Another week, another batch of industry news and long reads for our Monday Reading List. On this week’s list Pandora gets dealt another tough blow, The Economist theorizes on the age of music festival-goers, Bandcamp makes some changes in pay structure, and Music Business Worldwide says what we were all thinking about new streaming service/device the Electric Jukebox. Then, because here at Musonomics, we can’t ignore that hotline when it blings, artist James Turrell confirms that neither he, nor his woes, had anything to do with Drake’s “Hotline Bling” video.
Check out this week’s Monday Reading List after the jump.
Pandora is having a bad time. The music streamer will have to pay around $90 million to settle a case with ABKCO Music & Records, Capitol Records, Sony Music Entertainment, UMG Recordings and Warner Music Group over Pandora’s use of music recorded before 1972. In other Pandora news, their stock dropped by 35%. How much longer can Pandora hang on?
This summer we ran a two-part series on the world of music festivals. We talked to George Wein, founder of the Newport Folk Fest, and the future of the festival looked bright, shiny, and lined with potential revenue for years. But this week The Economist ran a piece that shows that not only is the average age of headliners increasing, so is the average age of concert-goers. Which raises the question, is the festival industry really as future-proof as we thought it was?
Bandcamp has, for the most part, enjoyed a good reputation amongst independent artists. The site has always tried its best to align interests with artists, but their latest move has people questioning the company’s motives. Until now, all payments on the site were routed directly to artists, but now those payments will be routed through Bandcamp first, adding another 24-48hours of wait time before artists get paid. As you can imagine, most independent artists are not thrilled.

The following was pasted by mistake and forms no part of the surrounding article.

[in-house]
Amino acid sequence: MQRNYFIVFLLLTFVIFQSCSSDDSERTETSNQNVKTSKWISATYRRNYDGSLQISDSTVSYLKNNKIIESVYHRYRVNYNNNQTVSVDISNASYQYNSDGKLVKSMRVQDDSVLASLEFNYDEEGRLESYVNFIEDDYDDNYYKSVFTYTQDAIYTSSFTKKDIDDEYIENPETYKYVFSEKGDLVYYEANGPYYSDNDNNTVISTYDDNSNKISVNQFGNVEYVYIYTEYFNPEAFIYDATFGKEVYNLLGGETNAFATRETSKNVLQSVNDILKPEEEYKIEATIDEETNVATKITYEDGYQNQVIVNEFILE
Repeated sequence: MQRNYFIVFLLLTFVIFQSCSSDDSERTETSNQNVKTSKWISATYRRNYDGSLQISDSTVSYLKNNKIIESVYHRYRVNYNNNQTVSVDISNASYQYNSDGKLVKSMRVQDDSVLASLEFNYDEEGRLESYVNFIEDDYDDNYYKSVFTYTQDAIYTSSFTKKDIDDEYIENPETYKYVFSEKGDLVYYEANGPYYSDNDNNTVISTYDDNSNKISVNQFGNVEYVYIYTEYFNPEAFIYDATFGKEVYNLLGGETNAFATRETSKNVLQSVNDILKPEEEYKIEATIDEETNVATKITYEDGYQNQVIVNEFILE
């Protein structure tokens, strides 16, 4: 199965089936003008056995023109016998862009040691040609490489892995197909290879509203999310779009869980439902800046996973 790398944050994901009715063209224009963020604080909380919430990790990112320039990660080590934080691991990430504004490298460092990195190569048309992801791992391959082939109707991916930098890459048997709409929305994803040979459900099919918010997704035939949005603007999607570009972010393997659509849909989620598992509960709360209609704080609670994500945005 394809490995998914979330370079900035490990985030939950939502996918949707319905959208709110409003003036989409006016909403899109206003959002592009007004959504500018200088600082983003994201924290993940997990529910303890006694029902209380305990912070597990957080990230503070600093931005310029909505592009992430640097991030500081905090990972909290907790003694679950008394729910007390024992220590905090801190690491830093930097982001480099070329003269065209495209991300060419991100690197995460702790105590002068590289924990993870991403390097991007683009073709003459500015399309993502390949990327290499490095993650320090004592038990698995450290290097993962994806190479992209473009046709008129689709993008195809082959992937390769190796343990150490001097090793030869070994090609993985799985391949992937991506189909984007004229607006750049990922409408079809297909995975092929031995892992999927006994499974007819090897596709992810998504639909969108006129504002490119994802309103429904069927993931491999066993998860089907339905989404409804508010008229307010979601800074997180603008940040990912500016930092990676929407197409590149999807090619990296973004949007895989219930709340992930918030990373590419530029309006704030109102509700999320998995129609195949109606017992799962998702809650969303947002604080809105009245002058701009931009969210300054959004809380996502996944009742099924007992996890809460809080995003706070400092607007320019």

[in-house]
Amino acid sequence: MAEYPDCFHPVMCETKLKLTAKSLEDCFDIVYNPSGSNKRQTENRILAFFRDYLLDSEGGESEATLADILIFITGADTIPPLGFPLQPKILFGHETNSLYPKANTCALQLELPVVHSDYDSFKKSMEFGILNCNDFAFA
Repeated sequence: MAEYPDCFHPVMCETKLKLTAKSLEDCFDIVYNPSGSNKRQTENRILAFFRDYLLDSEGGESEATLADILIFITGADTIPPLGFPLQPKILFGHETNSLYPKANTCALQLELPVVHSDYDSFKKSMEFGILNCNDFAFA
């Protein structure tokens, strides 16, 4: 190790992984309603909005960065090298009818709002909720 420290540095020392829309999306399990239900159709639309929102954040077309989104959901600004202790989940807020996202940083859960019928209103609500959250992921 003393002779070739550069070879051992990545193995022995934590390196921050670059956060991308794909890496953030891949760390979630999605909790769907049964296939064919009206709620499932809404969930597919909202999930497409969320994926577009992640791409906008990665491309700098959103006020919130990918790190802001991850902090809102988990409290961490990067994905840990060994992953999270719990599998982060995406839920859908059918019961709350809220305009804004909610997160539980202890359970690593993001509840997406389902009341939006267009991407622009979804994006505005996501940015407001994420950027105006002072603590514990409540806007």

If you haven’t heard of the Electric Jukebox, a new music streaming device launched in the UK last week, there’s a good reason — the Electric Jukebox is curiously awful. Over at Music Business Worldwide, they took up the challenge of outlining exactly why the service is so strangely bad, with a few lol-worthy jabs thrown in for good measure.
Everyone’s hotline is blinging and there’s not much anyone can do about it. Drake’s newest video “Hotline Bling” is the internet’s latest obsession, and apart from Drake’s enviable dance moves, one of the things that has made the video so popular are the glowing neon backgrounds that so perfectly frame Drake’s flailing appendages.
Those backgrounds more than sort of look just like the work of James Turrell, a 72 year-old installation artist with a white beard as big as Drake’s ego. When the internet began pointing out the similarities between the video’s aesthetic and Turrell’s work, Turrell issued the following statement:
While I am truly flattered to learn that Drake f*cks with me, I nevertheless wish to make clear that neither I nor any of my woes was involved in any way in the making of the “Hotline Bling” video.
James Turrell ftw.